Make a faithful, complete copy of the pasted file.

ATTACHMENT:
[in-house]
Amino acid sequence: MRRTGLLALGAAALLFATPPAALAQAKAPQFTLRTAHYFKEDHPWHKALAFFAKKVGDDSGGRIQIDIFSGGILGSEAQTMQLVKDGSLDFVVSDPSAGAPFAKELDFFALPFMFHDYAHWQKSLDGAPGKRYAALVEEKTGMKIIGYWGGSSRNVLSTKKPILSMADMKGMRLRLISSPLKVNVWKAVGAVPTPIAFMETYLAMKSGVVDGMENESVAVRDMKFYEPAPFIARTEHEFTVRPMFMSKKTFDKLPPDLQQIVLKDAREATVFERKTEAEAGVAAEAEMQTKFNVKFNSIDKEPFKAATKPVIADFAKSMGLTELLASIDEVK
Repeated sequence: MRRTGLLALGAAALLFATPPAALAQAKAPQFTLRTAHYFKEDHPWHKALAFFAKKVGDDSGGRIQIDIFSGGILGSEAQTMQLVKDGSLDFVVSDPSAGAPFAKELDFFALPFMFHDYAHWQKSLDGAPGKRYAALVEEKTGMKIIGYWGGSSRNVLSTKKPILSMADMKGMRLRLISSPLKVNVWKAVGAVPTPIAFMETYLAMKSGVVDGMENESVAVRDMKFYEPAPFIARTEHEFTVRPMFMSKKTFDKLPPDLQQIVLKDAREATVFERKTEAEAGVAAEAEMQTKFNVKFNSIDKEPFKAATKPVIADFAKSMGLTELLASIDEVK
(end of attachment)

[in-house]
Amino acid sequence: MRRTGLLALGAAALLFATPPAALAQAKAPQFTLRTAHYFKEDHPWHKALAFFAKKVGDDSGGRIQIDIFSGGILGSEAQTMQLVKDGSLDFVVSDPSAGAPFAKELDFFALPFMFHDYAHWQKSLDGAPGKRYAALVEEKTGMKIIGYWGGSSRNVLSTKKPILSMADMKGMRLRLISSPLKVNVWKAVGAVPTPIAFMETYLAMKSGVVDGMENESVAVRDMKFYEPAPFIARTEHEFTVRPMFMSKKTFDKLPPDLQQIVLKDAREATVFERKTEAEAGVAAEAEMQTKFNVKFNSIDKEPFKAATKPVIADFAKSMGLTELLASIDEVK
Repeated sequence: MRRTGLLALGAAALLFATPPAALAQAKAPQFTLRTAHYFKEDHPWHKALAFFAKKVGDDSGGRIQIDIFSGGILGSEAQTMQLVKDGSLDFVVSDPSAGAPFAKELDFFALPFMFHDYAHWQKSLDGAPGKRYAALVEEKTGMKIIGYWGGSSRNVLSTKKPILSMADMKGMRLRLISSPLKVNVWKAVGAVPTPIAFMETYLAMKSGVVDGMENESVAVRDMKFYEPAPFIARTEHEFTVRPMFMSKKTFDKLPPDLQQIVLKDAREATVFERKTEAEAGVAAEAEMQTKFNVKFNSIDKEPFKAATKPVIADFAKSMGLTELLASIDEVK